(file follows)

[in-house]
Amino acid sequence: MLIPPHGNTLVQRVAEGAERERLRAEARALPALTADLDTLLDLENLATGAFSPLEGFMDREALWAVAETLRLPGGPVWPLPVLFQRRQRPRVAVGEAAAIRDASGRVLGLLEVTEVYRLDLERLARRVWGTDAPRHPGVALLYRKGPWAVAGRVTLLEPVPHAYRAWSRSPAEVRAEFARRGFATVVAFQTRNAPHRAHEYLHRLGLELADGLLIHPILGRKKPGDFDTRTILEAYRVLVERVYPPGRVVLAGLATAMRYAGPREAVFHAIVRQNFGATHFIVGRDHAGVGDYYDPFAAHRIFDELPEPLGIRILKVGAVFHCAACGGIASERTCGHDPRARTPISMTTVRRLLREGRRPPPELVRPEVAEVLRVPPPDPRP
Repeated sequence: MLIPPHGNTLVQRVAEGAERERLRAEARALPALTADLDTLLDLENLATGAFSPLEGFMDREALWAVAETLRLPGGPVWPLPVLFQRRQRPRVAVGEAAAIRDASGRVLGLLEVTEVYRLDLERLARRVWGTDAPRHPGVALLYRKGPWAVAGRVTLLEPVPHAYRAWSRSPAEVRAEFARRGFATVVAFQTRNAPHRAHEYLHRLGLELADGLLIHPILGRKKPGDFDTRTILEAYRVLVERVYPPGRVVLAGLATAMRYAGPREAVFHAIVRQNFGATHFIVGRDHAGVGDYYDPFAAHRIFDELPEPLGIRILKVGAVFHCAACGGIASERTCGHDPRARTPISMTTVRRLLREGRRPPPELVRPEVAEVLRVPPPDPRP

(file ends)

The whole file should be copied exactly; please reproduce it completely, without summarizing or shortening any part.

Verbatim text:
[in-house]
Amino acid sequence: MLIPPHGNTLVQRVAEGAERERLRAEARALPALTADLDTLLDLENLATGAFSPLEGFMDREALWAVAETLRLPGGPVWPLPVLFQRRQRPRVAVGEAAAIRDASGRVLGLLEVTEVYRLDLERLARRVWGTDAPRHPGVALLYRKGPWAVAGRVTLLEPVPHAYRAWSRSPAEVRAEFARRGFATVVAFQTRNAPHRAHEYLHRLGLELADGLLIHPILGRKKPGDFDTRTILEAYRVLVERVYPPGRVVLAGLATAMRYAGPREAVFHAIVRQNFGATHFIVGRDHAGVGDYYDPFAAHRIFDELPEPLGIRILKVGAVFHCAACGGIASERTCGHDPRARTPISMTTVRRLLREGRRPPPELVRPEVAEVLRVPPPDPRP
Repeated sequence: MLIPPHGNTLVQRVAEGAERERLRAEARALPALTADLDTLLDLENLATGAFSPLEGFMDREALWAVAETLRLPGGPVWPLPVLFQRRQRPRVAVGEAAAIRDASGRVLGLLEVTEVYRLDLERLARRVWGTDAPRHPGVALLYRKGPWAVAGRVTLLEPVPHAYRAWSRSPAEVRAEFARRGFATVVAFQTRNAPHRAHEYLHRLGLELADGLLIHPILGRKKPGDFDTRTILEAYRVLVERVYPPGRVVLAGLATAMRYAGPREAVFHAIVRQNFGATHFIVGRDHAGVGDYYDPFAAHRIFDELPEPLGIRILKVGAVFHCAACGGIASERTCGHDPRARTPISMTTVRRLLREGRRPPPELVRPEVAEVLRVPPPDPRP